Roundabouts 101

Location: Distance Learning Course

2020 - 2021 On-line Individual: $180.00

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This course is intended to be the starting point for developing the professional skills necessary to be involved in the planning, design and construction of modern roundabouts. In order to achieve this goal, the course will focus on the modern roundabout as defined in a report of the National Cooperative Highway Research Project (NCHRP) of the Transportation Research Board (TRB). This report “Roundabouts: An Informational Guide” is considered as the second edition of the guidelines for roundabout planning, design and construction of the Federal Highway Administration in the US Department of Transportation. The report is referred to as NCHRP Report 672. The instructors suggest that all participants in this course either obtain a hard copy of the report or download it from the TRB website.  As a starting point for a career of professional development, the course will focus on single-lane roundabouts. Three modules of approximately one-hour each have been developed from the material in NCHRP 672. The sequence of the report chapters has been re-arranged in this course to fit the time constraint of each module. Each chapter of the report has been treated as a separate session of the total course content.  Participants, who successfully plan, design or construct their first few single-lane roundabouts, are encouraged to again review NCHRP 672 before they move onto more complex operations. Many of the reference materials in NCHRP 672 give guidelines for adding an additional lane for a particular movement in a roundabout and also for adding more lanes to create a multilane roundabout.


$12 flat rate shipping per order available in the U.S. (excluding Hawaii and Alaska)

Fee: $180.00
Hours:3.00
CEUs:0.30

Fee Breakdown

CategoryDescriptionAmount
Course Fee (Basic)2020 - 2021 On-line Individual$ 180.00
Course Fee (Alternate)2020 - 2021 DVD Individual$ 200.00

Distance Learning Course

Distance Learning Course

W. Martin Bretherton

W. Martin Bretherton Jr. is a registered professional engineer in the State of Georgia, received an Master in Business Administration from Georgia State University and a Bachelor of Civil Engineering from Georgia Institute of Technology. Martin has been very active in the Traffic Engineering profession. He has been the President of the Georgia Section of Institute of Transportation Engineers (ITE), is the 2012 Vice President of the Southern Section of ITE and has been on the Executive Committee of the ITE Safety and Traffic Engineering Council and is a past chair of the Traffic Engineering Council and is a Fellow of the Institute. Martin has published and presented over 20 technical papers with many of them winning technical awards from the Georgia and Southern Section of ITE. He chaired a committee that was awarded the Best Committee Report by ITE. He has served on many panels for NCHRP and chaired two NCHRP research panels. He is listed in Who's Who in Science and Engineering. He has been honored by the Georgia ITE Section with the Karl Bevins Distinguished Service Award and the John D. Edwards Individual Achievement Award from the Georgia Section and the John F. Exnicios Government Service Award from the Southern District of ITE. Mr. Bretherton has worked for the Georgia DOT, the City of Conyers, and retired from the Gwinnett County DOT with 20 years of Service. He presently works for the HNTB Corporation as a Senior Project Manager. He, also, is a Principal of WMB Engineering in Atlanta.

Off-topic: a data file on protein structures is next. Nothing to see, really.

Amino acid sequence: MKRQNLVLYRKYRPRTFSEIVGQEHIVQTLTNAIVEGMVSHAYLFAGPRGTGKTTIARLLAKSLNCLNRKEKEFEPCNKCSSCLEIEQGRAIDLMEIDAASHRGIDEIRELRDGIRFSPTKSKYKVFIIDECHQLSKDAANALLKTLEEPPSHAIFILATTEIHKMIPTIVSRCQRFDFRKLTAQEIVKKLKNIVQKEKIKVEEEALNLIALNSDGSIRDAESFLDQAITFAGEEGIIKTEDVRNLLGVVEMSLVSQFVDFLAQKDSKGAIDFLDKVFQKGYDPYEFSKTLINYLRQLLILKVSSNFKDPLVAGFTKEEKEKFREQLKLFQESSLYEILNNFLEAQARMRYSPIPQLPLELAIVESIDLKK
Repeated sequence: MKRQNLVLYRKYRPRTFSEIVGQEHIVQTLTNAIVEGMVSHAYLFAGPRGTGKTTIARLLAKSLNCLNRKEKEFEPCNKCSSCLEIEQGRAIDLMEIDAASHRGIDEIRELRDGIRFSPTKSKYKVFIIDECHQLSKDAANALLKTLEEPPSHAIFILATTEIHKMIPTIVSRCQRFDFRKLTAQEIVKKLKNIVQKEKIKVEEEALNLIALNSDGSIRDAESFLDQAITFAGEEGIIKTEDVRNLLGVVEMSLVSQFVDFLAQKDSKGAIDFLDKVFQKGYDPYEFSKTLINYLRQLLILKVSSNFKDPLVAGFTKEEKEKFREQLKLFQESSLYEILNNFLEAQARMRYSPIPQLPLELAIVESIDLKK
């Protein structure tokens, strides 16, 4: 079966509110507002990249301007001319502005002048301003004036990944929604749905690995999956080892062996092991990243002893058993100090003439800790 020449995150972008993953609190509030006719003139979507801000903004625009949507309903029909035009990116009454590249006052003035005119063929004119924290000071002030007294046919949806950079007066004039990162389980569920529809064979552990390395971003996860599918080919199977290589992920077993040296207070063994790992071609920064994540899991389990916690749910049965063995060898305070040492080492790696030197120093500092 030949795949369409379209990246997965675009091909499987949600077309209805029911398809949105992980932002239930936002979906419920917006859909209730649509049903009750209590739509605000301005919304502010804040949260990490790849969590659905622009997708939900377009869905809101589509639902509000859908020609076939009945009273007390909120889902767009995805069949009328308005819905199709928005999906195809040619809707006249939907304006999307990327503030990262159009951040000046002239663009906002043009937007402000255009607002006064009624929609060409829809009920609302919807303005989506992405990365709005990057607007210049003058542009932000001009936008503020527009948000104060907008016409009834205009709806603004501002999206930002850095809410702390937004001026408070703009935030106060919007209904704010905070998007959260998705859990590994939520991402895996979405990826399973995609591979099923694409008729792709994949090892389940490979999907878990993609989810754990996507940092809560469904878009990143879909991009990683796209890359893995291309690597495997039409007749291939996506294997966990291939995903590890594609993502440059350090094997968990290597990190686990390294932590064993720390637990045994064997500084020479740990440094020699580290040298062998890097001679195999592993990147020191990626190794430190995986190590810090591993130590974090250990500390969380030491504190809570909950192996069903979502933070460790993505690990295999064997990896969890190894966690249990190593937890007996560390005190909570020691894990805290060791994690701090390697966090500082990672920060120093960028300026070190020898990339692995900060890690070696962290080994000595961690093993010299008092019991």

John McCarthy

John R McCarthy, PE, is a Traffic Engineer III, with the City of Montgomery, AL. Mr McCarthy has over 35 years of experience as a traffic engineer, engineering instructor and engineering administrator in state and local governments. In one assignment, he made presentations to local officials for the removal of 100 traffic signals in three cities of one county. He also reviewed the design and did the inspection of 70 upgraded traffic signals in that county. He has written technical reports and newsletter articles on many traffic engineering subjects covering signs, markings, roadway lighting, traffic signals, work zones and safety benefits of alternative geometric improvements. He has conducted seminars and given presentations on asset management, the Internet, roadway markings, roundabouts and work zones. He also written and edited several engineering websites and co-authored a lab manual on computer usage in Civil Engineering. While with the Alabama Highway Department, as it was called then, he was on the editing team of the Alabama MUTCD. He also administered the small town traffic studies and the work zone training program. He assisted in writing a three-volume research report that was published by the Federal Highway Administration.

ometric improvements. He has conducted seminars and given presentations on asset management, the Internet, roadway markings, roundabouts and work zones. He also written and edited several engineering websites and co-authored a lab manual on computer usage in Civil Engineering. While with the Alabama Highway Department, as it was called then, he was on the editing team of the Alabama MUTCD. He also administered the small town traffic studies and the work zone training program. He assisted in writing a three-volume research report that was published by the Federal Highway Administration.

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